Naturally, sending ill-equipped staff who are already on tenterhooks out into the Australian bush goes about as well as you would expect it to, with basic mistakes being made from people who have limited-to-no experience in bushcraft. You know it’s not going to end well, and it speaks as much about BaileyTennant and its management as it does about the psyches of the five main women, none of women are particularly likeable. Beth, a recovering addict with a black mark that needs to be legally declared against her name is the immediate stand-out, although as time goes by, a lot of the shine goes off Bree, although I did find myself sympathising a little with her in terms of the forced interactions working with her sister engineered. It seemed incredibly problematic to have hired Beth, given her history with her sister (Bree was there first, the idea being that her stellar performance was a good idea to get a literal clone of her) and I wonder if this was an oversight of Harper’s or an intentional plot point, intended to demonstrate the poor management going on at BaileyTennant.
As the book goes on, it becomes clear that Jill, the so-called ‘team leader’ is ill equipped to handle the situation, either as a company boss or someone who can take control of a situation as things deteriorate. Alice quickly takes advantage of Jill’s poor leadership skills, although Alice herself lacks them; more aggressive than assertive, domineering than actually productive. Her actions are consistently selfish, using up resources for her own gain so when they’re actually needed, they’ve been used up.
The book switches back and forth between the women’s trials in the woods and the search and rescue efforts a few days later when four women have come back and Falk is on the case. Falk explores the antagonistic relationship Alice had between the four women, who all had a reason to, well… not exactly be sorry if something happened to her. As the book goes on, we see that all four women are deeply flawed, unlikeable even, although Alice and Beth are the initial contenders for ‘bad guy’. All five women bring a truckload of issues to what is a challenging situation to begin with, and all of them contribute to the terrifying circumstances they find themselves in, and worse, an utter lack of acknowledgement or remorse as to the havoc their actions have wreaked.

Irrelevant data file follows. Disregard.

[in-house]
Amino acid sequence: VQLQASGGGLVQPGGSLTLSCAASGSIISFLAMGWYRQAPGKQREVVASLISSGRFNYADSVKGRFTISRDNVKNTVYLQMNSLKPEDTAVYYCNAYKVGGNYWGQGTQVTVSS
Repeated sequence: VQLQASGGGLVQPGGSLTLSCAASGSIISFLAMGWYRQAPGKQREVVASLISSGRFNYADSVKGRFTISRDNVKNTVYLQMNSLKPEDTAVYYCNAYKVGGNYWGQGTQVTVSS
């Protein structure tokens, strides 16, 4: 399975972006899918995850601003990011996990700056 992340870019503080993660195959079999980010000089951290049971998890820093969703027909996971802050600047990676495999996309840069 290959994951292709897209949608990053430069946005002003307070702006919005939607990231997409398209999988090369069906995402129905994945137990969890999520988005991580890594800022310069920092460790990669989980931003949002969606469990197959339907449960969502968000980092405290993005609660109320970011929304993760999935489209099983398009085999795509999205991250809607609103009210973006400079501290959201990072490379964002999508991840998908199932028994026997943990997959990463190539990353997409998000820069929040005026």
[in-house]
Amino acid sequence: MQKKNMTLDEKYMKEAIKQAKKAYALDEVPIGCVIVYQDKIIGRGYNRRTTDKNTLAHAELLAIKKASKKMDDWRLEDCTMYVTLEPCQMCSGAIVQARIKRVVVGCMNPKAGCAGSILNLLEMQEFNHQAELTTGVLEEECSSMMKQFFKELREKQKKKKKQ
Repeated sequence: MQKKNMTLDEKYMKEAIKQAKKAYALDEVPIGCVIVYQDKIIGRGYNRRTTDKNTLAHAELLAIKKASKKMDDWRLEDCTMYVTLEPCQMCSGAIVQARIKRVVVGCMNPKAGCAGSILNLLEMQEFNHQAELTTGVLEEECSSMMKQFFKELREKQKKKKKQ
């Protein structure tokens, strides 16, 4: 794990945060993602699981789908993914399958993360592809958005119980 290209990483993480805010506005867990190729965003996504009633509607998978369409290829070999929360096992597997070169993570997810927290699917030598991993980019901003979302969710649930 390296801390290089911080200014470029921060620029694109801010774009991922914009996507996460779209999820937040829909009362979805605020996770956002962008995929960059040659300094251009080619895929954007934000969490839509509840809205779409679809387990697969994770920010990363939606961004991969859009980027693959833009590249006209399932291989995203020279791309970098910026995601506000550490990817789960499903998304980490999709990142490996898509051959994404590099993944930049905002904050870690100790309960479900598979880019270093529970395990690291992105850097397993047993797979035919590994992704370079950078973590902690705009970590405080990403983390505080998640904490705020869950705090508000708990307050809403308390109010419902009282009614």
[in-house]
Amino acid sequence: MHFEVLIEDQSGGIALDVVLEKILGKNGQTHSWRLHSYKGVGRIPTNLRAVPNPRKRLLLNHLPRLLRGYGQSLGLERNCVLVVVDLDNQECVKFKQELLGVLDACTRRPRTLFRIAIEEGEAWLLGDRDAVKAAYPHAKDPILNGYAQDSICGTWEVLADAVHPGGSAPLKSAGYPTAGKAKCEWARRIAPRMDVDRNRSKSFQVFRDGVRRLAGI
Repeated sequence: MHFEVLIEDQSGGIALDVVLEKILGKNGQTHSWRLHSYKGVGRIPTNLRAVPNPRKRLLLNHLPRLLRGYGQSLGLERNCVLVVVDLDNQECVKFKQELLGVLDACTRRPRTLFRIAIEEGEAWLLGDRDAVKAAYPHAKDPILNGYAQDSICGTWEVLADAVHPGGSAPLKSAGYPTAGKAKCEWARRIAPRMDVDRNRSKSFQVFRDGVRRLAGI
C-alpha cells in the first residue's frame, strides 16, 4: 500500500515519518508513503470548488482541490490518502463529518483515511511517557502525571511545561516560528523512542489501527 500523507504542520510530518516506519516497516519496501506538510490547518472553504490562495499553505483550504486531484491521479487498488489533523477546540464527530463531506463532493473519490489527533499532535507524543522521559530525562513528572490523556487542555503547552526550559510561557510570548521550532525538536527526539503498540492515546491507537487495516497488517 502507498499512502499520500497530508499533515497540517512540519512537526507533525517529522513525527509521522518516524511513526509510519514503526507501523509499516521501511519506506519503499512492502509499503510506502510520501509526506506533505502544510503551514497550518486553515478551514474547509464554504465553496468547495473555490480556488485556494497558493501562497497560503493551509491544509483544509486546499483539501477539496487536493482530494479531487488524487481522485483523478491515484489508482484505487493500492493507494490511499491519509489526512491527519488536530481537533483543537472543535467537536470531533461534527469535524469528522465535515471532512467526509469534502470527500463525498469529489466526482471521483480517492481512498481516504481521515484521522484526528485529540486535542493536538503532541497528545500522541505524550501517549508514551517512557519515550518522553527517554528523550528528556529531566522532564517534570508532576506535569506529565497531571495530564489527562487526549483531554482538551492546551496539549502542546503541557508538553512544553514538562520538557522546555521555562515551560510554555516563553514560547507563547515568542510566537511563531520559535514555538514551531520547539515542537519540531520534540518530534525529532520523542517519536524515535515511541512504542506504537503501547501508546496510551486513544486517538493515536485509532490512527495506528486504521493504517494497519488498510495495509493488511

As I said earlier, it’s difficult to write a novel where all the main characters are unlikeable (this was a bookclub pick, and when discussing it with another member, she said she ‘had kinda hoped they would all die in the woods’.) And yet, I devoured it, wanting to know what happened and the consequences of five women who were weak or aggressive but never strong. The Dry was an engaging read and I had no idea who dunnit til they were named, but Force of Nature showed a sophomoric maturing of Harper as a writer, and an instalment I would highly recommend.
Wow, what a twisty ride!
Louise is a single mum stuck in a rut who goes out to a bar one night and meets a man, David. Sparks fly, they fool around, and ooops, turns out he’s her new, married boss. She then manages to become friends with David’s wife, Adele, while getting more deeply involved with David. You just know it’s not going to end well, and it’s hard to decide who you dislike more – the controlling David, the clingy Adele or the homewrecking Louise. All broad characterisations, of course, but no-one is hugely likeable, although I could sympathise with Louise, as a single mother whose baby daddy was disinterested in providing much maintenance. ‘The other woman’ trope doesn’t play well with me – both morally and because I don’t understand why women keep thinking it’s going to work out well for them – and Behind Her Eyes only does above average in that regard.
The plot twists as Louise investigates first David’s and then Adele’s behaviour are edge-of-your-seat stuff, and just when you’ve worked out who is the good guy and who is the bad guy (relatively speaking – these are all nuanced, and deeply flawed characters) BAM, Pinborough hits you with the ending. One of the best twist endings I have read in the book and one that had me thinking about for days.